This doesn't excuse what makes the Dothraki problematic, but it does complicate it. I don't like to play the "trope inversion" card too much, because it's way too easy a handwave for many of the thornier bits of ASOIAF, but their characterization as dark-skinned savages IS deconstructive. That they're arguably more deconstruction than fully actualized culture is itself problematic, though.
Chris Nelly
46. Aeryl
Brutally murder each other at weddings, you say?

That is such a brilliant point, I can't believe I never caught that before now!

It definitely seems as if some points about the Dothraki were purposefully made, to show you, for however much enlightened the Westerosi consider themselves, they really aren't. I mean, the bedding is fucking barbaric and traumatizing, even to women who've been raised to expect it.
Deana Whitney
47. Braid_Tug
Yes, but the difference is that Dothraki consider it a boring wedding if less than three people die.

In Westeros, the Red Wedding violated all the laws and customs of Guest Rights. So while brutal murders happen in both cultures, there is a difference in how they are received.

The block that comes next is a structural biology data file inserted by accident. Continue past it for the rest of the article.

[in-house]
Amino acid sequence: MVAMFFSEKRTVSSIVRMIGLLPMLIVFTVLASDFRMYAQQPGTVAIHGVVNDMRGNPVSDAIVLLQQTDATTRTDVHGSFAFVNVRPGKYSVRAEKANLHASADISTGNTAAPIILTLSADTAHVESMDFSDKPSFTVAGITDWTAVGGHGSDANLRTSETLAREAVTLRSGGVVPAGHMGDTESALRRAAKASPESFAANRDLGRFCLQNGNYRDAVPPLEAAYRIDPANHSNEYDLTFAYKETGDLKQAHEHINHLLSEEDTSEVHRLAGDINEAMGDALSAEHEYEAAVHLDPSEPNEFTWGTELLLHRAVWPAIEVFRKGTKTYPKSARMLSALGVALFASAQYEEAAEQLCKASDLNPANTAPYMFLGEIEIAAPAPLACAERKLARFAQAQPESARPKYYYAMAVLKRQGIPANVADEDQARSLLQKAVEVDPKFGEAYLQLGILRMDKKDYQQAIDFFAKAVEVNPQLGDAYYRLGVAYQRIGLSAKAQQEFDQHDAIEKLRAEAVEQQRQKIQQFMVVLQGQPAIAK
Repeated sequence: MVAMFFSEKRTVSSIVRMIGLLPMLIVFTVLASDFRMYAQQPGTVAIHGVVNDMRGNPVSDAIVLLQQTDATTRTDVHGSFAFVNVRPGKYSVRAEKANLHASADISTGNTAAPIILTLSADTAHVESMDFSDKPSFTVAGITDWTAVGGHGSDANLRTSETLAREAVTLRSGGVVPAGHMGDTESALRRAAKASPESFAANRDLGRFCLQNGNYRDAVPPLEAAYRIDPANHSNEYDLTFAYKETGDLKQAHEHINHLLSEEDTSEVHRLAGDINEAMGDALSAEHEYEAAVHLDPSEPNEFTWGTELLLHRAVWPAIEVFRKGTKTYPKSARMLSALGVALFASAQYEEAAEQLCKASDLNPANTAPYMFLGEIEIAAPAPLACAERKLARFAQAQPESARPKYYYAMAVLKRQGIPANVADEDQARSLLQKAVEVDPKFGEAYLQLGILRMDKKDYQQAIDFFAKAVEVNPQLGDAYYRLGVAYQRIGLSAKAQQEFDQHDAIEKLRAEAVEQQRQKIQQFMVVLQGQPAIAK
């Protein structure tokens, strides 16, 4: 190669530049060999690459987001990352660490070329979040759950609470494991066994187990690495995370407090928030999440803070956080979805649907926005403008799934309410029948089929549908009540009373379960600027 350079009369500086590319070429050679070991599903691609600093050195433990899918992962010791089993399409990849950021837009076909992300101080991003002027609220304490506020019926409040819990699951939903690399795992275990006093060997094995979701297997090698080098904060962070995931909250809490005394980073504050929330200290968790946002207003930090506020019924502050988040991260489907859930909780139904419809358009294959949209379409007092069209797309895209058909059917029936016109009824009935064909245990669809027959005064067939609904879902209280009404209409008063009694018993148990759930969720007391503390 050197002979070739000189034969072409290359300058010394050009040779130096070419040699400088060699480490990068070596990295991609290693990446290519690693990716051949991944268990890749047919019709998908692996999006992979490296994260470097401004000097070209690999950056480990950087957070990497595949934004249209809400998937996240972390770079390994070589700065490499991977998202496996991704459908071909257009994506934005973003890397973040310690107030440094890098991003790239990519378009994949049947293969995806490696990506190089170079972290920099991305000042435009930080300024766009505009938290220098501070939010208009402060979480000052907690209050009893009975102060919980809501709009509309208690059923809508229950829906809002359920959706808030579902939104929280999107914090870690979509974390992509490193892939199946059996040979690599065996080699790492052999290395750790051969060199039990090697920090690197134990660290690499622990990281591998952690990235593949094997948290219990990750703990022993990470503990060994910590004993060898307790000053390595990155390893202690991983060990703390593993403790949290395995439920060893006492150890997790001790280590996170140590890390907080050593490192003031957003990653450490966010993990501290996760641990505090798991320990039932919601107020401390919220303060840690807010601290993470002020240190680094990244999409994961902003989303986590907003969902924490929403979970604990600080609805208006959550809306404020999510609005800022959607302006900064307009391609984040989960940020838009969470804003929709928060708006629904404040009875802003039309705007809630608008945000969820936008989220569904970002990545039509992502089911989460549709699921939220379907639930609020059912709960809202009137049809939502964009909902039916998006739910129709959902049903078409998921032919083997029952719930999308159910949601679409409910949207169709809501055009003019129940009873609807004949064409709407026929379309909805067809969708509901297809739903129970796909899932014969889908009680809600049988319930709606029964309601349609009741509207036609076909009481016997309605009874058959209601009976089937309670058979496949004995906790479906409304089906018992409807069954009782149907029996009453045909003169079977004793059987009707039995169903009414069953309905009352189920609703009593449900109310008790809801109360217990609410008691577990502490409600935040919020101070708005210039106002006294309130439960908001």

Chris Nelly
48. Aeryl
That's true Braid Tug, but is still an important point.

The Westerosi consider themselves better, but at the end of the day, to ensure their dominance and power, they will be as brutal as the Dothraki.

There is something to be said about being honest.
beastofman
49. lololololol
@47: Illyrio said that to Viserys with a very "oh those adorable savages" tone, IIRC.
Chris Nelly
50. Aeryl
First, let me apologize for the WALL O TEXT, but my mind went to some fascinating places as I continued, so I hope you read it.

@49, Also a very good point. We haven't had a Dothraki POV to give us their own perspective.

Blood sacrifice to ensure a fertile marriage, for example, is different that just flat out "kill em for the fun of it" and that's a dilineation the text does make, IMO.

It's the difference between Victarion or Melisandre. Sure, to the people killed by their beliefs, that difference matters little, but for the reader it does matter. These are the things we are here to examine.

Plus when it's posited that these supernatural forces ARE real, well that changes things a bit. You all go on WOT tangents like WOAH around here, so allow me to wander off.